For once, I was not particularly aware regarding the audio release of a new AR Rahman album until I chanced upon a review in one of the flimsy film sites calling the album of “24” a surprise- in a negative way. First of all, I would never understand how anyone who calls themselves a thorough reviewer can attempt to write a judgement on an ARR album within a couple of hours, and after listening to the tracks merely once. In fact, I’ll go even further and say this actually applies to the work of all musicians worth their salt.
You want to judge their work? Take time and let the music soak in. The best compositions of all time were never instant chartbusters. You almost never recognise a masterpiece instantly. It probably dawns on you- depending on your intellect- hours, weeks, months, years, a decade, or maybe, at your deathbed.
This was Vikram Kumar’s return to Tamil cinema after a brief hiatus following Yaavarum Naalam, the 2009 horror flick starring R Madhavan, which I reasonably enjoyed. And that is a lot coming from someone who hates the horror genre as much as I passionately detest a Vijaykanth movie. It’s also the first Surya film to have ARR’s music in 10 years (yes, you read that right). The last time that happened was in Jillendru Oru Kadhal, which was in 2006, and in hindsight, that was a pretty brilliant album.
Naan Un (Arjith Singh, Chinmanyi)
This is only the second time Arjith had sung a Tamil song, and the first time ARR had crossed him over for Tamil. Many of ARR’s recent marbles take some time to get going, but this gets into a settled mode pretty fast. A breezy romantic beat accompanied by soothing orchestra, it has a calming effect the more you listen to it. Arjith comes into the fore immediately and his voice defines the song- a sweet delectable number, that tries to stay in the confines of the mainstream.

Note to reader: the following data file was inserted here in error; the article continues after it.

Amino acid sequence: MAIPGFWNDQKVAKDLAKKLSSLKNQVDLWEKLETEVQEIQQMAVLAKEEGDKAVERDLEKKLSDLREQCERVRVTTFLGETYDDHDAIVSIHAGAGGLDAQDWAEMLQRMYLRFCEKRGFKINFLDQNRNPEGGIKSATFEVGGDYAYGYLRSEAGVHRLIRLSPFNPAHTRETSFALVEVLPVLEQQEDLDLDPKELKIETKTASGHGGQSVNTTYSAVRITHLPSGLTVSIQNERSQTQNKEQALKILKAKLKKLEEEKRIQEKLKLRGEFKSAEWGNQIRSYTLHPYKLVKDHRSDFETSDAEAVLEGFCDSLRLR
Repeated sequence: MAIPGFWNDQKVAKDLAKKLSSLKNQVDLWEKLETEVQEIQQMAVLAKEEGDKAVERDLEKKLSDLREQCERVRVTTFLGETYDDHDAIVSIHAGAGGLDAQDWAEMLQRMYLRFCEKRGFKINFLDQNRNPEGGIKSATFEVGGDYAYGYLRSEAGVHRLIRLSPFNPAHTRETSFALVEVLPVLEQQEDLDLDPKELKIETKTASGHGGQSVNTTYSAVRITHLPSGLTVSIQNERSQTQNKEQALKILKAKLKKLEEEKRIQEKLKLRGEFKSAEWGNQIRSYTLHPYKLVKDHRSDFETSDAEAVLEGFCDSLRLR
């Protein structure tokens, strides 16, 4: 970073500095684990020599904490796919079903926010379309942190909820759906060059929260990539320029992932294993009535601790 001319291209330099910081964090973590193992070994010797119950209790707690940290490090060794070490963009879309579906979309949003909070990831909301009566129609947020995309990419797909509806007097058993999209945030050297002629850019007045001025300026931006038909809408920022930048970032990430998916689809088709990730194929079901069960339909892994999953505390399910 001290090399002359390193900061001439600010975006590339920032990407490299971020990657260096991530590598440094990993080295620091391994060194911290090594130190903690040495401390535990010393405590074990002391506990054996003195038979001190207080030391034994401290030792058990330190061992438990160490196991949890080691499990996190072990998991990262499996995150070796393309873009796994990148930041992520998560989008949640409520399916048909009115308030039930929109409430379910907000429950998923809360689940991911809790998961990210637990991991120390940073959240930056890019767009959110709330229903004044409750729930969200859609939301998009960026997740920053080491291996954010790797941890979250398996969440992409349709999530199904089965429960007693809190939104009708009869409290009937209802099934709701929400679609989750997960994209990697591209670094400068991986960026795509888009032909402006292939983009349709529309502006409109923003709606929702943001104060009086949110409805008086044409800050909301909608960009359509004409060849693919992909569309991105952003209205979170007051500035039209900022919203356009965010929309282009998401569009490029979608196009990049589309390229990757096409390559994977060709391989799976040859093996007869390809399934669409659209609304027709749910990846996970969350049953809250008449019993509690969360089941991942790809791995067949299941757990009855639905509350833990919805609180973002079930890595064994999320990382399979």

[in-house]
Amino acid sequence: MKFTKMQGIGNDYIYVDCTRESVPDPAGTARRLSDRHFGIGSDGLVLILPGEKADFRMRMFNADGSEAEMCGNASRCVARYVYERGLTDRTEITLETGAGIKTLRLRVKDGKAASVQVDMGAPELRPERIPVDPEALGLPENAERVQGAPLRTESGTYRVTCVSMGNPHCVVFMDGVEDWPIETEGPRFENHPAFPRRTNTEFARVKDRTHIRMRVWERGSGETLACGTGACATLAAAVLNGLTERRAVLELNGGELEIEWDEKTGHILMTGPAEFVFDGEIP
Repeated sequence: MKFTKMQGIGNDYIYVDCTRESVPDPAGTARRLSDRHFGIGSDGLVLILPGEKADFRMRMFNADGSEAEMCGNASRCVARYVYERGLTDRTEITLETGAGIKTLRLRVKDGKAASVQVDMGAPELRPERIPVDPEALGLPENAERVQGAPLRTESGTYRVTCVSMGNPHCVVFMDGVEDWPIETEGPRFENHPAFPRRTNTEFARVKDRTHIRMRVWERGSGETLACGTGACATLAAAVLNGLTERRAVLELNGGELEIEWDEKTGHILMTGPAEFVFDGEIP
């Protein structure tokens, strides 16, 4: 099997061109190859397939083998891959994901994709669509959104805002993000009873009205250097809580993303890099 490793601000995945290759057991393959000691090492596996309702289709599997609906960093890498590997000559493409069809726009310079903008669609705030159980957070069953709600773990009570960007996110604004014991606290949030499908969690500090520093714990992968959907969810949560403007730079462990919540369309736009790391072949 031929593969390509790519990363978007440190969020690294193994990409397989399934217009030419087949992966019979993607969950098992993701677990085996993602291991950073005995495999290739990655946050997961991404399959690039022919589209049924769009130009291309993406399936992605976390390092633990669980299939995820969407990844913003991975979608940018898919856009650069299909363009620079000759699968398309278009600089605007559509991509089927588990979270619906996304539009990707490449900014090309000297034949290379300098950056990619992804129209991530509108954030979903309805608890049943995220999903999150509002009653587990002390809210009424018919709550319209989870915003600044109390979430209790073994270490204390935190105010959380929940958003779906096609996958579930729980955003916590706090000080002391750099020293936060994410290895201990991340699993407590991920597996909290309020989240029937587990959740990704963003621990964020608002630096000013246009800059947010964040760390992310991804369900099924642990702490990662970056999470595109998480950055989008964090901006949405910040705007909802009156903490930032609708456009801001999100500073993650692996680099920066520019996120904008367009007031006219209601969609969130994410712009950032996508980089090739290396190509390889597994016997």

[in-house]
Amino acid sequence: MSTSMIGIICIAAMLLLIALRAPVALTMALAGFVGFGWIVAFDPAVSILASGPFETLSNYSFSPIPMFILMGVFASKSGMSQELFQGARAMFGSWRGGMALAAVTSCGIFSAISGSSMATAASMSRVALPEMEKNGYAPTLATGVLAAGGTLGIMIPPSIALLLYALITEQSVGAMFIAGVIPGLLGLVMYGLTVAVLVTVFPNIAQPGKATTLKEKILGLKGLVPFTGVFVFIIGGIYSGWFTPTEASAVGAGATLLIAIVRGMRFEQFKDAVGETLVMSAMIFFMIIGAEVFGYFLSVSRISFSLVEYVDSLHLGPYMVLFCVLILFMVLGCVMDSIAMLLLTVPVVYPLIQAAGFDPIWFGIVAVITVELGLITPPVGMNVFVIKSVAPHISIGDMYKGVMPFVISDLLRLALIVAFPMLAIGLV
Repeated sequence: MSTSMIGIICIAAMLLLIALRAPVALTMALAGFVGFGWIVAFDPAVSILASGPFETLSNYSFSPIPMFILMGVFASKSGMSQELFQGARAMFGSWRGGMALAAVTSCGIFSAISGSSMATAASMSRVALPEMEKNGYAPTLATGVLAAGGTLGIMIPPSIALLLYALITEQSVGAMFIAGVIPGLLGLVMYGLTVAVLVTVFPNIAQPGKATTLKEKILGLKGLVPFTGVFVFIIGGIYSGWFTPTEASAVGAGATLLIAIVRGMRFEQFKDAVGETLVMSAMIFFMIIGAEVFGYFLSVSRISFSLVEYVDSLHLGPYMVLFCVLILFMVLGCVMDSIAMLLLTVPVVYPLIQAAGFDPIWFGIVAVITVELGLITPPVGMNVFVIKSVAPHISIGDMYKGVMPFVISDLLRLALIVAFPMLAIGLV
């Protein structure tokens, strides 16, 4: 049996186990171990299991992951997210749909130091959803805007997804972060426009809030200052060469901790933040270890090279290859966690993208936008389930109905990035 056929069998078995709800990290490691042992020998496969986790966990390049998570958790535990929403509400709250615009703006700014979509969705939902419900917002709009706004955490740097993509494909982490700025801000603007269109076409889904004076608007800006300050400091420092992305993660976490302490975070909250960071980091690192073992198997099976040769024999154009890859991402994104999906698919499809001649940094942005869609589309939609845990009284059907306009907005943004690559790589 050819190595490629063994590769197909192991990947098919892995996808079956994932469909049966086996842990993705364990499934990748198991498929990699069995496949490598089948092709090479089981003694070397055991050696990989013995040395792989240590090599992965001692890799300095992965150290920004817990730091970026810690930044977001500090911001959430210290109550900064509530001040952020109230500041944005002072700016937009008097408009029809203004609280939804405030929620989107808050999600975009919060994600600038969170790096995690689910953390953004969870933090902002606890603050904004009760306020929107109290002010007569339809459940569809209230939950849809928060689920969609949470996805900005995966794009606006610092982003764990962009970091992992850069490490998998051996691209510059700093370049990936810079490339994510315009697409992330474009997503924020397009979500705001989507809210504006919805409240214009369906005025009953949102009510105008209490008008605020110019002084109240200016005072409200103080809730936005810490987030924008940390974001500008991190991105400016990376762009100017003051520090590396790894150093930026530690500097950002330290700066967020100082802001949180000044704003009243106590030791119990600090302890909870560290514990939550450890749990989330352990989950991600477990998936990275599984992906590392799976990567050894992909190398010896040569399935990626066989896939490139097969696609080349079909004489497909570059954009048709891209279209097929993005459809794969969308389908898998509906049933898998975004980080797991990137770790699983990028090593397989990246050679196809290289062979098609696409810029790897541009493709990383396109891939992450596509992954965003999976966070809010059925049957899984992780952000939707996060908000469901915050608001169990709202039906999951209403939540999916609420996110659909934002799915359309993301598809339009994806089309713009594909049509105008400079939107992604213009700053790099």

Of course, this is no “Tum Saath Ho’, but ARR knows exactly what he is doing here- the piano and keyboards are layered so eloquently in the background to allow two singers with such irresistable voice, including Chinmayi, to dominate the number.
Mei Nigara (Sid Sriram, Sanah Moidutty, Jonita Gandhi)
Sid Sriram, in an AR Rahman composition. Has that combination ever gone wrong? No AR Rahman Tamil album is complete with even the least of Sid Sriram’s voice nowadays, and Mei Niagara comes across as the best song of this album.
The song is infused with a jazz influence, and Sid, yet again, does what he does best with his unique voice and excellent vocal cords. In hindsight, no other composer has quite shown the capacity to use Sid’s voice this well apart from ARR.
Jonita Gandhi too is excellent in complimenting Sid in each different stanza. Both Sid and Jonita have been ARR’s favourites in recent times, and it’s easy to see why. Half mental, half beautiful. Just a landmark AR Rahman composition overall. 24 might not be a very musical album, Mei Nigara is an expression of ARR’s experiment.
Punnagaye (Haricharan, Sashaa Tirupati)